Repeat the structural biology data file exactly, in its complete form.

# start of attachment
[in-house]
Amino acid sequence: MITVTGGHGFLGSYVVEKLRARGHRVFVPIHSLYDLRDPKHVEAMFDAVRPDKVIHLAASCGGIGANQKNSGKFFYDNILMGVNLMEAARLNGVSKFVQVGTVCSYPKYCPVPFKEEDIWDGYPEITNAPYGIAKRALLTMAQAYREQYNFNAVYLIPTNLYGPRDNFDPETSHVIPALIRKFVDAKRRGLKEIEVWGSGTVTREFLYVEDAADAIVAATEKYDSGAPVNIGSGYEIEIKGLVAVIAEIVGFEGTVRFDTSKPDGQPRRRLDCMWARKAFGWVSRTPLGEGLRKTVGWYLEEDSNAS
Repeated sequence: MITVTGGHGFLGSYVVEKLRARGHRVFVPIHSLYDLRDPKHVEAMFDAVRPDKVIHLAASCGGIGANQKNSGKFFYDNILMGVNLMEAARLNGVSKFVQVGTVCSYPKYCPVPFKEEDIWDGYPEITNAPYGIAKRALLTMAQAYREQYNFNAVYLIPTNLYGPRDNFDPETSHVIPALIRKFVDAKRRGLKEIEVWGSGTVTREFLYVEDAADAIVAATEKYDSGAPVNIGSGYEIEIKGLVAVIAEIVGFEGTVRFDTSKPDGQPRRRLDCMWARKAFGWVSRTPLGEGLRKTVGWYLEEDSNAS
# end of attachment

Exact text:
[in-house]
Amino acid sequence: MITVTGGHGFLGSYVVEKLRARGHRVFVPIHSLYDLRDPKHVEAMFDAVRPDKVIHLAASCGGIGANQKNSGKFFYDNILMGVNLMEAARLNGVSKFVQVGTVCSYPKYCPVPFKEEDIWDGYPEITNAPYGIAKRALLTMAQAYREQYNFNAVYLIPTNLYGPRDNFDPETSHVIPALIRKFVDAKRRGLKEIEVWGSGTVTREFLYVEDAADAIVAATEKYDSGAPVNIGSGYEIEIKGLVAVIAEIVGFEGTVRFDTSKPDGQPRRRLDCMWARKAFGWVSRTPLGEGLRKTVGWYLEEDSNAS
Repeated sequence: MITVTGGHGFLGSYVVEKLRARGHRVFVPIHSLYDLRDPKHVEAMFDAVRPDKVIHLAASCGGIGANQKNSGKFFYDNILMGVNLMEAARLNGVSKFVQVGTVCSYPKYCPVPFKEEDIWDGYPEITNAPYGIAKRALLTMAQAYREQYNFNAVYLIPTNLYGPRDNFDPETSHVIPALIRKFVDAKRRGLKEIEVWGSGTVTREFLYVEDAADAIVAATEKYDSGAPVNIGSGYEIEIKGLVAVIAEIVGFEGTVRFDTSKPDGQPRRRLDCMWARKAFGWVSRTPLGEGLRKTVGWYLEEDSNAS